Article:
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SPIE Defense, Security, and Sensing features prominent speakers on funding, technology, and applications

13 May 2011

William Jeffrey, Kevin Meiners, Regina Dugan, Eustace Dereniak

DARPA Director Regina Dugan spoke of challenges for the R&D community in meeting the needs of defense, in a plenary talk at SPIE Defense, Security, and Sensing. From left are Symposium Chair William Jeffrey (HRL Labs), Symposium Cochair Kevin Meiners (Office of the Secretary of Defense), Dugan, and SPIE President-Elect Eustace Dereniak (Univ. of Arizona College of Optical Sciences).

BELLINGHAM, Washington, USA -- Key talks by DARPA Director Regina Dugan and Gen. James Cartwright, Vice-Chairman of the U.S. Joint Chiefs of Staff, and panels including representatives of government funding agencies helped give attendees at SPIE Defense, Security, and Sensing a clear sense for R&D priorities in coming months.

Nearly 6,400 international researchers from government, industry, and academia attended the week's technical conferences, professional development courses, and 500-company exhibition at the Orlando, Florida, Marriott Resort and Convention Center 25-28 April.

The more than 2,400 technical presentations covered topics such as new infrared (IR) detectors for monitoring vegetation from space, laser systems for more accurate target-tracking, and multispectral imagery applications for locating and assessing oil spilled in the ocean

Dugan outlined in her symposium plenary talk DARPA's framework for global integrated intelligence, surveillance, and reconnaissance (ISR), including how social media fits into the strategy.

Cartwright underscored in his banquet keynote talk the importance of leveraging the capabilities of technology, particularly when budget levels are threatened. Cartwright's talk appears in video here:

Cartwright was presented with the SPIE Defense, Security, and Sensing Lifetime Achievement Award by Symposium Chair William Jeffrey (HRL Labs).

Sessions focusing on future trends and business opportunities were particularly well-attended. Among them:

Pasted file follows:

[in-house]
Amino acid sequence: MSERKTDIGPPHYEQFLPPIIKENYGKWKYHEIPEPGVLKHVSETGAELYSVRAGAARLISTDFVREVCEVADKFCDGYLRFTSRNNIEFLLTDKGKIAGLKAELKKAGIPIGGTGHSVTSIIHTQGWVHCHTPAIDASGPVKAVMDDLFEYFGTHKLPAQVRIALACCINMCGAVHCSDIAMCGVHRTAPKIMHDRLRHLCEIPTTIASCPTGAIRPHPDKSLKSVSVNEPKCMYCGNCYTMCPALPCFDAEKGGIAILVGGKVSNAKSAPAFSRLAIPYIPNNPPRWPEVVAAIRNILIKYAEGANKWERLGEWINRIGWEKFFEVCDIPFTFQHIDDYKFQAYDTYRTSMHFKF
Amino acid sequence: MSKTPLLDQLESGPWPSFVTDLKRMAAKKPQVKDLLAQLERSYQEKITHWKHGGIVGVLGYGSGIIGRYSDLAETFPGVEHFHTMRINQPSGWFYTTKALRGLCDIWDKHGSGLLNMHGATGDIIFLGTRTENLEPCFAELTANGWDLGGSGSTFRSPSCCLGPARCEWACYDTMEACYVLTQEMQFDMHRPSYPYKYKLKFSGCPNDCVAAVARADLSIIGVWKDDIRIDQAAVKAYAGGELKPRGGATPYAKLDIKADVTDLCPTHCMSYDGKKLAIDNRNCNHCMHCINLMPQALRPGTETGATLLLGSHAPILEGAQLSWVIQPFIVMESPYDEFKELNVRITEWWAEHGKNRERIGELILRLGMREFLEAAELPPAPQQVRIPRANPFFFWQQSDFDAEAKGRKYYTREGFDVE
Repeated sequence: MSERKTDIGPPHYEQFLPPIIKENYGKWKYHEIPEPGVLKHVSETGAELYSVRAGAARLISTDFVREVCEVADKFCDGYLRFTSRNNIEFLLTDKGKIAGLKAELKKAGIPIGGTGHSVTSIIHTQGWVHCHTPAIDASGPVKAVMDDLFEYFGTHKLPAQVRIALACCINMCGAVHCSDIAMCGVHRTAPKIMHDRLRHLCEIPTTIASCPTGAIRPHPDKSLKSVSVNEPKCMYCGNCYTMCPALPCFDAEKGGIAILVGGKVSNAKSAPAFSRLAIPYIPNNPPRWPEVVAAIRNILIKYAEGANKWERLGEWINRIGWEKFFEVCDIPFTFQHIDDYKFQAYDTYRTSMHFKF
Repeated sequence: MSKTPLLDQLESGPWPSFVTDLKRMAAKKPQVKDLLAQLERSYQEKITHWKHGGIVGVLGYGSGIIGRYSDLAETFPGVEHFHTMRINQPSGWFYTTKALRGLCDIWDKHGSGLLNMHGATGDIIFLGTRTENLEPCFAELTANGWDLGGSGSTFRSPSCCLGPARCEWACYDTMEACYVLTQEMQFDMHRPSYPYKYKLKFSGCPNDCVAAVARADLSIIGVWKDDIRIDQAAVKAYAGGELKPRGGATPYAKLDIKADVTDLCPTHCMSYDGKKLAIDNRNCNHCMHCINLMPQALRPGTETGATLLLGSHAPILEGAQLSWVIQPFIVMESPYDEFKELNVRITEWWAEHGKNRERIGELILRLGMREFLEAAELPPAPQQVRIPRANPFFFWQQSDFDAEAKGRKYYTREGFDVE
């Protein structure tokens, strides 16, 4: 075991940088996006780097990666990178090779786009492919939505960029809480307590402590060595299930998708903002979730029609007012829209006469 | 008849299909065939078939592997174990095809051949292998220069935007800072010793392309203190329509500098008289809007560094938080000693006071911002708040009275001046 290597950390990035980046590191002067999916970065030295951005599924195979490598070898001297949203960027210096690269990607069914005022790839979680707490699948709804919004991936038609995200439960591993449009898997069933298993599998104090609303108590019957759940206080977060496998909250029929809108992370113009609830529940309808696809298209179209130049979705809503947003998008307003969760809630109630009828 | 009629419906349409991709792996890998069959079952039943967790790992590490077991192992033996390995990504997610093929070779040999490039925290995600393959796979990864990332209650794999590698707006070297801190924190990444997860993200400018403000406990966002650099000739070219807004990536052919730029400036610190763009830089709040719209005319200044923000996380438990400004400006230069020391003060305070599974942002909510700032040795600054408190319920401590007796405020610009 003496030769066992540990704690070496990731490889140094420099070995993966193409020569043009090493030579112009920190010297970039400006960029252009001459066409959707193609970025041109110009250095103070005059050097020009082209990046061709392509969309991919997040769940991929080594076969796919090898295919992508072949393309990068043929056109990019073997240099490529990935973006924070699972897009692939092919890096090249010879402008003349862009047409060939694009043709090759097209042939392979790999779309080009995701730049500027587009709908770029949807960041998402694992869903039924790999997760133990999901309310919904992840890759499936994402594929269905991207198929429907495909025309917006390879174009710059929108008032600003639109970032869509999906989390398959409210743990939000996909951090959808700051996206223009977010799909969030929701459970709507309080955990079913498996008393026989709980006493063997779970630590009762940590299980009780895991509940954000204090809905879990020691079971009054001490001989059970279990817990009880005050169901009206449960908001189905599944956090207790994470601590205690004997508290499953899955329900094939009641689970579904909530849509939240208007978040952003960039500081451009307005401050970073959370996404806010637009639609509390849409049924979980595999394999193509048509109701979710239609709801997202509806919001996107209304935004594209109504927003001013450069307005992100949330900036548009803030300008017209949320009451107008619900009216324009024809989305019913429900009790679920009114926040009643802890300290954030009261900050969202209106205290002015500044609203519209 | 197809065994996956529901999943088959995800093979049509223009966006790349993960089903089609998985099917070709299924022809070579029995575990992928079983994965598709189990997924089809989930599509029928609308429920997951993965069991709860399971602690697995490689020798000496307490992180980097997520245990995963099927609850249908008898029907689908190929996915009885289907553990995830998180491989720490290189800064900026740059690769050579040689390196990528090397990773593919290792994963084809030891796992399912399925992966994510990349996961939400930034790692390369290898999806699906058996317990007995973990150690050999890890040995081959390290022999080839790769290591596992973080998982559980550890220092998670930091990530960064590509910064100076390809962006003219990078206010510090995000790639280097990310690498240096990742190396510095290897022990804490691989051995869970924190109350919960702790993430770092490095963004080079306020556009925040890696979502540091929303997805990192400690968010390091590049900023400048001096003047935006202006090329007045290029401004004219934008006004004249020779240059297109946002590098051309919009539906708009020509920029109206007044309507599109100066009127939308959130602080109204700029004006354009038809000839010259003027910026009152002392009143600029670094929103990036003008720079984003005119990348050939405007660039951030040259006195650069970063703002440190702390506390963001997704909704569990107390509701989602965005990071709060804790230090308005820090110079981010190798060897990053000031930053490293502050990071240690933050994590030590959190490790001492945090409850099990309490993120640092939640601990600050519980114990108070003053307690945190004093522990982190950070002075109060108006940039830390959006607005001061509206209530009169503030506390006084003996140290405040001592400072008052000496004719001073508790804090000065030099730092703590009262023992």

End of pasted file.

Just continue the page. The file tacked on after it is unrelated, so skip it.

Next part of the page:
• A "roadmaps" session on displays chaired by Daniel Desjardins (Air Force Research Lab), providing U.S. Navy, Army, and Air Force roadmaps for future display requirements, e.g., day-night head-mounted and hand-held devices, WXGA full color with full-motion video, various forms of 3D, flexible and body-worn devices, and ubiquitous computing.
  • A panel moderated by Paul McManamon (Air Force Research Lab, Rtd.; Univ. of Dayton) on government funding trends and opportunities. Panelists were Edward Baranoski (IARPA), David Neyland (DARPA), and Jeffrey Smith (Air Force Research Lab).
  • A "hot topics" cross-conference panel moderated by John Pellegrino (Army Research Lab) on "Sensors are no longer king." Panelists were Robert Dixon (Office of Science and Technology Directorate for MASINT and Technical Collection), Charlie Flynn (MCCoE U.S. Army Training and Doctrine Command), Jack Lemon (UK Ministry of Defence), Randy Avent (U.S. Office of the Secretary of Defense), and Steven Rodgers (Air Force Research Lab).

Advances reported in the technical talks included work such as:

  • Philippe Chorier, et al., (paper 8012-1) described Sofradir's IR imaging systems for tactical and space missions for monitoring vegetation.
  • Jim Riker (Air Force Research Lab) (paper 8052-01) described use of an illumination and tracking system that has been successfully used in the Airborne Laser, the Airborne Tactical Laser, and the Tactical High-Energy Laser programs.
  • Manijeh Razeghi (Northwestern Univ.) (8023-01) discussed the progress towards a compact, room-temperature, electrically driven, terahertz source.
  • Sylvia Shen (Aerospace Corp.) and Paul Lewis (8048-18) (National Geospatial-Intelligence Agency) provided insights on the analysis done last year using the Environmental Protection Agency's Airborne Spectral Photometric Environmental Collection Technology (ASPECT) to assess the Deepwater Horizon oil spill. The talk was one of several events presenting sensing and imaging technologies used in the Deepwater Horizon event.

Joe Buck (Boulder Nonlinear Systems), a member of the National Academies committee developing the Harnessing Light II report on the photonics industry to inform policy and support R&D funding directions, fielded questions in a town hall session.

Aydogan Ozcan (Univ. of California, Los Angeles) was presented with the 2011 SPIE Early Career Achievement Award by SPIE President-Elect Eustace Dereniak (Univ. of Arizona College of Optical Sciences).

Five of this year's 67 new SPIE Fellows were honored: Fredric Marvin Ham (Florida Institute of Technology), Sanjay Krishna (Center for High Technology Materials), Susan Davis Allen (Univ. of Arkansas), Alexander Toet (TNO Defence Security and Safety), and Kalluri Sarma (Honeywell Technology).

SPIE Defense, Security, and Sensing will move in 2012 from Orlando to the Baltimore, Maryland, Convention Center. Dates are 23-27 April.


DARPA Director Regina Dugan plenary talk

DARPA Director Regina Dugan addressed an audience of more than 1,100 in her symposium plenary talk at the recent SPIE Defense, Security, and Sensing.

SPIE, the international society for optics and photonics, was founded in 1955 to advance light-based technologies. Serving more than 180,000 constituents from 168 countries, the Society advances emerging technologies through interdisciplinary information exchange, continuing education, publications, patent precedent and career and professional growth. SPIE annually organizes and sponsors approximately 25 major technical forums, exhibitions and education programs in North America, Europe, Asia and the South Pacific. SPIE provided over $2.3 million in support of education and outreach programs in 2010.


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